[This is Part 4 of an In-Depth Report on The Future of Nuclear Power.]

On Feb. 16, 2002, the nuclear power plant called Davis–Besse on the shores of Lake Erie near Toledo, Ohio, shut down. On inspection, a pineapple-size section on the 6.63-inch- (16.84-centimeter-) thick carbon steel lid that holds in the pressurized, fission-heated water in the site's sole reactor had been entirely eaten away by boric acid formed from a leak. The only thing standing between the escape of nuclear steam and a possible chain of events leading to a meltdown was an internal liner of stainless steel just three sixteenths of an inch (0.48 centimeter) thick that had slowly bent out about an eighth of an inch (0.32 centimeter) into the cavity due to the constant 2,200 pound-per–square-inch (155-kilogram-per-square-centimeter) pressure.

That cavity of as much as 30 square inches (194 square centimeters) had formed on the Unit 1 reactor head—a hole apparently missed during prior safety inspections in 2000 and 1998 by the U.S. Nuclear Regulatory Commission (NRC), the government agency charged with monitoring the nation's nuclear reactors. The inspector noted deposits of boric acid but underestimated the potential impact, despite more than three decades of issues in nuclear reactors involving boric acid corroding metal. The hole was only discovered when a replaced nozzle tipped over during the repair process in 2002.

Circular cracks had formed around several of these steel nozzles in the corroded lid that shield the control rods—20 12-inch- (30-centimeter-) long sticks made of a silver–indium–cadmium alloy that are used to dampen or shut down a nuclear reaction—rendering them vulnerable to simply popping off. The NRC first explicitly identified this problem in 1993 (and it had been occurring in similar plants since the 1980s). But it took until 2001 for the NRC to require operators of reactors prone to the potential problem to check for it, a process that had not been completed at Davis-Besse.

As a result of that gaping cavity, the NRC shut down Davis–Besse for two years (from 2002 to 2004) in an attempt to patch the nozzle that had been leaking boric acid as well as to address design flaws that had been in place since the plant started operation in 1977 and what the agency described as a poor safety culture. In other words, an unwillingness by employees of owner Akron, Ohio–based FirstEnergy Corp. to report safety issues. All told, the repairs totaled $600 million.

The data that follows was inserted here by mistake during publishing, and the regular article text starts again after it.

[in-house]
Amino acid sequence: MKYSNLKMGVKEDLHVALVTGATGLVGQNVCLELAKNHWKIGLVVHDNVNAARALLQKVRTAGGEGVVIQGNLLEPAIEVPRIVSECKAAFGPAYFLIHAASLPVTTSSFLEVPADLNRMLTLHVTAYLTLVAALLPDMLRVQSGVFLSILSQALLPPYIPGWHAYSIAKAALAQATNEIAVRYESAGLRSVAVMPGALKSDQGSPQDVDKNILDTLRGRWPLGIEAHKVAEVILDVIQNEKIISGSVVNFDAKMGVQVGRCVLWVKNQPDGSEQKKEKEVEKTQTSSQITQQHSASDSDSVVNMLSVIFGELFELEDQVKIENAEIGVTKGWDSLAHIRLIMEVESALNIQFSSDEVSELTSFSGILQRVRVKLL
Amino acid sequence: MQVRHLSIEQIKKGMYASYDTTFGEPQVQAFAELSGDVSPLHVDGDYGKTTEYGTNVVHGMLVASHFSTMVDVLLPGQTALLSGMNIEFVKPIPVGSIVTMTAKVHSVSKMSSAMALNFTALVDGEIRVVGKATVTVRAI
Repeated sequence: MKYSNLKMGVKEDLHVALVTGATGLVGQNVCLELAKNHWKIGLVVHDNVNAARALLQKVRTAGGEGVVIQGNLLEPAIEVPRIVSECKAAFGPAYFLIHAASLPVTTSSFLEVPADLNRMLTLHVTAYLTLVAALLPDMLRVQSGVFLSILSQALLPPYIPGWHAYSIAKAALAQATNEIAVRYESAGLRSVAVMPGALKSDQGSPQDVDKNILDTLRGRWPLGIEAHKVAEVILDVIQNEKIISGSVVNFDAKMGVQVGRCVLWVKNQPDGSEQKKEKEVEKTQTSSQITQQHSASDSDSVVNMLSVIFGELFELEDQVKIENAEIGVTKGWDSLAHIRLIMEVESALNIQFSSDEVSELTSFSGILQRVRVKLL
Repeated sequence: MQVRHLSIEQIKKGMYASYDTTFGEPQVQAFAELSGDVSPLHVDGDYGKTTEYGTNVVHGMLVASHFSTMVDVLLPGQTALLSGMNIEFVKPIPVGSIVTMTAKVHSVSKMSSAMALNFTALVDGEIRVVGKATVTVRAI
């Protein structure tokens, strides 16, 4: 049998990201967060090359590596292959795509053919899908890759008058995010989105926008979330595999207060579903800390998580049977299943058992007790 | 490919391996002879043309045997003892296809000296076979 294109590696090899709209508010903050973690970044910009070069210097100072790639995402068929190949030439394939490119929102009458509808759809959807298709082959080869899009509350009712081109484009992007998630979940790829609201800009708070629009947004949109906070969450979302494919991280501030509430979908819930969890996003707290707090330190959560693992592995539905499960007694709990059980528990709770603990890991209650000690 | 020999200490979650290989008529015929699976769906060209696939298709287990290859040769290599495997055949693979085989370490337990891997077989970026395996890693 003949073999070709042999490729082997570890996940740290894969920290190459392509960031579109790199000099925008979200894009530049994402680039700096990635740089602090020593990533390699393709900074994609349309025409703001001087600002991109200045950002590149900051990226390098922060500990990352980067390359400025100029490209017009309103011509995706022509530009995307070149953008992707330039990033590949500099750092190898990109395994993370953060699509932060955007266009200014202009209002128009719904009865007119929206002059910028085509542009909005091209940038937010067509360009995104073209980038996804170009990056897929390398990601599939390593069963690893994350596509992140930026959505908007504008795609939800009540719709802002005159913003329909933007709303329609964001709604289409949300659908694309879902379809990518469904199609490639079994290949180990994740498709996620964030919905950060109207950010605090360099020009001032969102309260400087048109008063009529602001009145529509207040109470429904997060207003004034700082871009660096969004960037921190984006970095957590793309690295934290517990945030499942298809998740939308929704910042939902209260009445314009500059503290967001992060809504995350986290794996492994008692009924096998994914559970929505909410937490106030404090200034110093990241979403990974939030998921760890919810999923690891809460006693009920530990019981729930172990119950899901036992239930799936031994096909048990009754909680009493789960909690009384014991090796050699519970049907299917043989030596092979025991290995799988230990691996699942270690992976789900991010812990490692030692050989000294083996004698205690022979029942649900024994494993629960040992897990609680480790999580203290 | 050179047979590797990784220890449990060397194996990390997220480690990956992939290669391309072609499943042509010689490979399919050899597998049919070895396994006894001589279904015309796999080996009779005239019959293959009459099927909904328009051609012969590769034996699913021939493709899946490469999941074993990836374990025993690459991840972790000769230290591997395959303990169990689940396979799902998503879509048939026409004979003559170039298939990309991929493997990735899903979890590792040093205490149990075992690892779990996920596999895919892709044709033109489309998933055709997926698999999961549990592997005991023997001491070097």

A subsequent review of the entire power plant by the NRC in the wake of the near-miss revealed that its emergency cooling system—a critical line of defense in the event of a meltdown—might have failed due to clogging resulting from "generic" flaws built into the plant prior to 1977.

"The reactor vessel head could have failed between two and 14 months further out, that would have been a major loss-of-coolant accident," says NRC spokesman Scott Burnell. "There would have been a very real possibility of damaging the [nuclear] core. In terms of coming up with probabilities, the staff determined that this event was one of the most serious situations since Three Mile Island," the Pennsylvania reactor that partially melted down in 1979. And other models put the incidence of an accident as little as two weeks away, due to the cracked and buckled stainless steel.

Davis–Besse is running again, generating 7.7 billion kilowatt-hours of electricity in 2007, with a new reactor head scavenged from an uncompleted nuclear power plant in Michigan. "The NRC has no concerns," Burnell says.

Davis–Besse and FirstEnergy are not alone. Since 1979, after Three Mile Island partially melted down, U.S. nuclear reactors have had to shut down for a year or more for repairs or other safety improvements 46 times, according to the Union of Concerned Scientists. For example, in February 2000 a steam generator tube abruptly ruptured at the Indian Point nuclear power plant in Buchanan, N.Y.—a potential problem first identified in 1997 that had not been fixed.

All told, only four incidents in the history of the nuclear power industry have been worse than the cavity at Davis–Besse, and two have been roughly equivalent, according to the NRC, such as a radioactive steam pipe burst at PSEG's Salem nuclear generating station in New Jersey.

Even as the U.S. considers building as many as 26 new reactors, 51 of the 104 currently operating have received clearance from the NRC to extend their generating lives by 20 or more years. And the remainder are either under review by the agency or expected to apply. The question: Are they safe?

Inside the bathtub
At issue in the failure at Davis–Besse is the alloy metal used to craft the nozzles—known as Inconel 600 or Alloy 600. The alloy of nickel, chromium and iron is resistant to corrosion generally—but slowly cracks when exposed to boric acid and stress.

But it isn't just reactor heads that are made from the stuff. The steam generators that transfer the heat from the solution of water and boron, which comes into contact with the nuclear reactor, to the water heated into steam that turns the turbines to produce electricity also employ the alloy. "The tubes in the steam generators were susceptible to cracking," says Ken Karwoski, senior level advisor for steam generators and material inspection at the NRC's Office of Nuclear Reactor Regulation. "It's a combination of the temperature and the water chemistry."

In the 1970s and 1980s there were several such tubes that actually ruptured, and nuclear operators have employed patches to keep damaged steam generators in service (although this cuts down on the efficiency in generating power). But many have chosen to completely replace their steam generators since 1989 at a cost of as much as $600 million.